A victory for China’s leader – but what is ‘Xi Jinping Thought’?

With his theory accepted into the constitution, the president’s hand will be on everything

Chinese president Xi Jinping at the closing of the 19th Communist Party congress.  What Xi is doing, and why his philosophy has joined the top three with Mao and Deng, is heralding a “new era” of Chinese history. Photograph: Lintao Zhang/Getty Images

Chinese president Xi Jinping at the closing of the 19th Communist Party congress. What Xi is doing, and why his philosophy has joined the top three with Mao and Deng, is heralding a “new era” of Chinese history. Photograph: Lintao Zhang/Getty Images

 

China’s ruling Communist Party has enshrined in its constitution the “Xi Jinping Thought on Socialism with Chinese Characteristics for a New Era”, an unwieldy title for an arcane theory that gives the leader a status almost as elevated as founding father Mao Zedong and pushes him ahead of his predecessors.

More than 2,200 delegates gathered in the Great Hall of the People for the closing session of the twice-a-decade Communist Party congress raised their hands in unison to approve the amendments, and there were no dissentions.

According to the official resolution, Xi Jinping Thought “sets forth the basic policy for upholding and developing socialism with Chinese characteristics in the new era, and establishes the goal of securing a decisive victory in building a moderately prosperous society in all respects and then embarking on a journey to fully build a modern socialist China”.

A sterling example of Marxist-Leninist dialectic, but what exactly is Xi Jinping Thought?

“Socialism with Chinese characteristics” has been around for years and predates the party general secretary, president and military chief, so the key to understanding Xi Jinping Thought is the reference to a “new era”.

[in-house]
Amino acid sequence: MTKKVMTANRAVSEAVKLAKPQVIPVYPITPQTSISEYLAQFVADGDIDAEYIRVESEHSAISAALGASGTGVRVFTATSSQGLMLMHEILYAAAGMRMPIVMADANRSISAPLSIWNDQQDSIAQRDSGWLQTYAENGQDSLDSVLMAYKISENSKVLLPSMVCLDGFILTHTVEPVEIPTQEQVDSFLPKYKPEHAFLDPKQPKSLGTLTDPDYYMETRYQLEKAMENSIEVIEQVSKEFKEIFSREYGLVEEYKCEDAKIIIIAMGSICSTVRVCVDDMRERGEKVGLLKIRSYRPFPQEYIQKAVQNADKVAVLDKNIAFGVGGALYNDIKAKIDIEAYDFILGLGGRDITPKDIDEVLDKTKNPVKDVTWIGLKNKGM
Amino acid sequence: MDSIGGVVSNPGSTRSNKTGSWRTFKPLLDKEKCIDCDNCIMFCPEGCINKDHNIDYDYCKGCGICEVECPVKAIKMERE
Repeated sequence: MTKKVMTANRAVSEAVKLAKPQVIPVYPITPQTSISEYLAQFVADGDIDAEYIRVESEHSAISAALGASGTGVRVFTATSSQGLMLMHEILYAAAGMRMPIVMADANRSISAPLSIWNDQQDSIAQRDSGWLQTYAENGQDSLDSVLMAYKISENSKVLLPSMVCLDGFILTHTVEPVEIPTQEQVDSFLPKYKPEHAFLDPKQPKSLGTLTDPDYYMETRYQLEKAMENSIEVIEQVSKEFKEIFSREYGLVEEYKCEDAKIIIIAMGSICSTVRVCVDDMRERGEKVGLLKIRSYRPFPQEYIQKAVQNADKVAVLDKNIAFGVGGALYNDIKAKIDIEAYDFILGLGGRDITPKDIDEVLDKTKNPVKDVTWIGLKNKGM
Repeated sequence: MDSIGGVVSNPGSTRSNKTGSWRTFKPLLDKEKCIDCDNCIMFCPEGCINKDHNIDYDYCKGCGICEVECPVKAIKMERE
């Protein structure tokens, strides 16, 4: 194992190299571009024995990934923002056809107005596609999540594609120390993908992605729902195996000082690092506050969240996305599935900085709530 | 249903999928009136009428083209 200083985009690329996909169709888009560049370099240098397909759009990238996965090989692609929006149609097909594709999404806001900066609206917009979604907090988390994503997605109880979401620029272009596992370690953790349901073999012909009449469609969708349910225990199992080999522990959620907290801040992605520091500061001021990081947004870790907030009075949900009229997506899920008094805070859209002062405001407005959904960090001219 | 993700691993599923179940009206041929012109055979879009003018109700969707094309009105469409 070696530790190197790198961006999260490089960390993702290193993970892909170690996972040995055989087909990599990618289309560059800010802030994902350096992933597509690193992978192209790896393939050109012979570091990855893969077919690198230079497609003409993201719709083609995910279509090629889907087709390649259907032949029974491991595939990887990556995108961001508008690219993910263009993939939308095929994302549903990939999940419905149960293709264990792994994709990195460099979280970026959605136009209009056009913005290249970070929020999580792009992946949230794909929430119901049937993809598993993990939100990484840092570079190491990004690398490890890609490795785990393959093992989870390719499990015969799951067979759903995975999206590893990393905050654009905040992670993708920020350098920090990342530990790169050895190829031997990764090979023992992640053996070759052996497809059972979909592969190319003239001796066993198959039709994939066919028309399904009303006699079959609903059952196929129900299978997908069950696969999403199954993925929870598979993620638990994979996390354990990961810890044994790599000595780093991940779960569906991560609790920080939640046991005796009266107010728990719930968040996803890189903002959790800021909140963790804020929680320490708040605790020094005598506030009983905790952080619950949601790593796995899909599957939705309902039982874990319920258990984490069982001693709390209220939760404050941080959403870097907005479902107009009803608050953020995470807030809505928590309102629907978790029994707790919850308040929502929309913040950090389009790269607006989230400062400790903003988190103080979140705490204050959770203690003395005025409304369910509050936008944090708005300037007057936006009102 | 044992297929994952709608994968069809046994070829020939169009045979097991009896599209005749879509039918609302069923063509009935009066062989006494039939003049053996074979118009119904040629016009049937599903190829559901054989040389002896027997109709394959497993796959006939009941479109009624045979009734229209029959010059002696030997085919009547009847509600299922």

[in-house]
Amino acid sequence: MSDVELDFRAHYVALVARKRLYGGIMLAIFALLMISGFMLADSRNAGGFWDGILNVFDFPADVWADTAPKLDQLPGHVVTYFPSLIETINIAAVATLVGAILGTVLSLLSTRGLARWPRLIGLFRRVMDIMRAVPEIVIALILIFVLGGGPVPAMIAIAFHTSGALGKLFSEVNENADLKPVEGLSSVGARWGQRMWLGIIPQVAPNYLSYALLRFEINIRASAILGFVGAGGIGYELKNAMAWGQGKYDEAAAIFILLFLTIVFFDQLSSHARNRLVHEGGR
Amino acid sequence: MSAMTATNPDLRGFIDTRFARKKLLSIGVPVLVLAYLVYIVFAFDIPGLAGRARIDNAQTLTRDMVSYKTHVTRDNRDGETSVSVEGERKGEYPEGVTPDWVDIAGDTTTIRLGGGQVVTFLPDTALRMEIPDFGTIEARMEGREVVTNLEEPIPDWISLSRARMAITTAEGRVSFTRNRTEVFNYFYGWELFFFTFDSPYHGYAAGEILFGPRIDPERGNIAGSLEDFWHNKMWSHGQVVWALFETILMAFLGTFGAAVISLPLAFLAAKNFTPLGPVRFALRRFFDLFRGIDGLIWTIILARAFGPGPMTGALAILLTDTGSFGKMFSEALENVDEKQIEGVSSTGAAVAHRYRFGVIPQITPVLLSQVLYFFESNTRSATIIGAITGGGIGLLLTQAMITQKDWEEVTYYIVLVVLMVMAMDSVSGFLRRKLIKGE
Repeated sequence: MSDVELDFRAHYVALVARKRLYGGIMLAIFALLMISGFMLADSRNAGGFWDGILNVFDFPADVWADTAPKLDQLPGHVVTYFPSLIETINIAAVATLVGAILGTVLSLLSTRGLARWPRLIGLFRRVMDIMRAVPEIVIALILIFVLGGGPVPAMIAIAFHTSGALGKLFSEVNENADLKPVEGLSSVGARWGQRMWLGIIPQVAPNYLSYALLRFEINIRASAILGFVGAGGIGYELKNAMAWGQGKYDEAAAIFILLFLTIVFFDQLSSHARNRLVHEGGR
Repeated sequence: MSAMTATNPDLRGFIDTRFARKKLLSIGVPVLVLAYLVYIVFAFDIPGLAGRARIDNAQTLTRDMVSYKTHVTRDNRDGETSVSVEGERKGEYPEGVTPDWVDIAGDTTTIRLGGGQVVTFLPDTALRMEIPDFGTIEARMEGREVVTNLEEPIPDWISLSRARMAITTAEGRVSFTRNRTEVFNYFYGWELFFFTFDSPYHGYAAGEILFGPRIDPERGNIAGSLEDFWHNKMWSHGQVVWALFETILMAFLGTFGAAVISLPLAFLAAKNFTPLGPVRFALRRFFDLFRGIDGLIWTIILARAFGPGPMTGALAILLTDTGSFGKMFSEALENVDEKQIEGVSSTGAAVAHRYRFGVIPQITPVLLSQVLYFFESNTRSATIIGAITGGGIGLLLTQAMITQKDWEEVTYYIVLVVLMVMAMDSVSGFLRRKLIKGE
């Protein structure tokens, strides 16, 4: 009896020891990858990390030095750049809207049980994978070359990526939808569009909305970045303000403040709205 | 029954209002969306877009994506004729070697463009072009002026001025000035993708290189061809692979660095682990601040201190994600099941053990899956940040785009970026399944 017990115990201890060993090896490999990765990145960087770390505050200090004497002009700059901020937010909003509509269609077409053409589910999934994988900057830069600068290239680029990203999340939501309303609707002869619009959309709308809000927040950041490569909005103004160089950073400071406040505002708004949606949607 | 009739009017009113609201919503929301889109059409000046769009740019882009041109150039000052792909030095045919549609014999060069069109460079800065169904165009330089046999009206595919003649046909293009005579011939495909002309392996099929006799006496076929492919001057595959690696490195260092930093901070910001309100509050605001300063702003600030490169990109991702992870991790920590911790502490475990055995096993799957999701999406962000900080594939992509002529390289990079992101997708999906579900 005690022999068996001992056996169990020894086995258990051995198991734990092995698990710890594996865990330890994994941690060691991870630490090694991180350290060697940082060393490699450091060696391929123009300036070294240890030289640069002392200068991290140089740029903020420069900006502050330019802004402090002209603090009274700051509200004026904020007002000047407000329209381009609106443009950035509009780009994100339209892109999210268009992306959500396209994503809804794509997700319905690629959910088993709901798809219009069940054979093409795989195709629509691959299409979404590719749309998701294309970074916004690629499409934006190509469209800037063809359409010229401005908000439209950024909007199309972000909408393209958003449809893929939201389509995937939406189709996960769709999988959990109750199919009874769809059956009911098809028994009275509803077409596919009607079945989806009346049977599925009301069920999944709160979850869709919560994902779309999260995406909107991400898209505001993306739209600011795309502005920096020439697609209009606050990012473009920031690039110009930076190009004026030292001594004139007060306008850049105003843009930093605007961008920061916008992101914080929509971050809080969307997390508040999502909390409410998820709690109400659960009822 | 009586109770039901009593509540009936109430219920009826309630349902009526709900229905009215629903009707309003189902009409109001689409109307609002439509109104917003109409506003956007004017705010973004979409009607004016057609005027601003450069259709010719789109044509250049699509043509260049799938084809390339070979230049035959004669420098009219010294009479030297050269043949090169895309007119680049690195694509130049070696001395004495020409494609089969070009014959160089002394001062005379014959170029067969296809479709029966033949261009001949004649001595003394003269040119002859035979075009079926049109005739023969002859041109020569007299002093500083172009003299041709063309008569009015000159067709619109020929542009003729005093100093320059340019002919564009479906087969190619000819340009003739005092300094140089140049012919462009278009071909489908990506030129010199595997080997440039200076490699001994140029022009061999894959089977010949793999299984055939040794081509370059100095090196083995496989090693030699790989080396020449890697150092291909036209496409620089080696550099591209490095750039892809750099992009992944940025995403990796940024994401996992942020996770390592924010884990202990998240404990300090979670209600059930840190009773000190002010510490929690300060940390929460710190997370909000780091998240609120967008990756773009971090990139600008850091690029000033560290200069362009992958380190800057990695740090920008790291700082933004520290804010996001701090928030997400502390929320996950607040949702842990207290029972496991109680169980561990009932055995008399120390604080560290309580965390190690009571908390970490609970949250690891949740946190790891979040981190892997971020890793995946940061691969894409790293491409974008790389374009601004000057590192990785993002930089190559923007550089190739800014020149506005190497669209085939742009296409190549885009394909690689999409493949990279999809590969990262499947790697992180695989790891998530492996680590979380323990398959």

What Xi is doing, and why his philosophy has joined the top three with Mao and Deng, is heralding a “new era” of Chinese history. His predecessors were custodians of the achievements of Mao, who led the revolution and founded the country, and Deng, who transformed the economy and opened up the country.

This third era of development will extend the Communist Party’s reach into all areas of life and ratchet up controls of areas like the internet, fighting corruption and tightening security. It means building up a world-class military to back China’s growing influence in the region. And transforming China into a genuine global player.

Until now the list of Chinese leadership political theories enshrined in the constitution include “Mao Zedong Thought”, “Deng Xiaoping Theory”, Jiang Zemin’s “Three Represents” and Hu Jintao’s “Scientific Outlook on Development”.  Neither of Xi’s predecessors gets a name-check in the list, which is why the eponymous “Thought” is seen as a victory for the president and a sign that he is extremely powerful in the party.

No other leader since Mao has had an eponymous ideology included in the document while in office. Deng’s name was added after his death in 1997. Also, a “Thought” trumps a “Theory”, meaning Xi has an edge on Deng.

Main points

Steve Tsang, director of the Soas China Institute in London, told The Irish Times that the theory can be boiled down into several main points.

“China has found its way to development and to make itself great again, and this is called socialism with Chinese characteristics under the leadership of the party as directed by Xi,” said Tsang.

This means China will not be copying from others or be guided by experimentalism – what Deng called “crossing river by feeling the stones” – but will now move in its own direction, set by Xi.

“The key instrument for taking China to the promised land, outlined in the 30 years vision articulated by Xi, is the Communist Party, which will be put under strict discipline and required to support fully Xi to ensure it takes control on everything and everywhere in China,” he said.

China’s modernisation programme will continue, and it will also abandon the Deng principle of “hiding our capabilities and biding our time”, instead taking centre-stage in global affairs.

“To sum it up in one sentence, it is to enhance the Leninist nature of the Communist Party so that it can and will perform a leadership role in everything everywhere in China, including in promoting the free market,” said Tsang.

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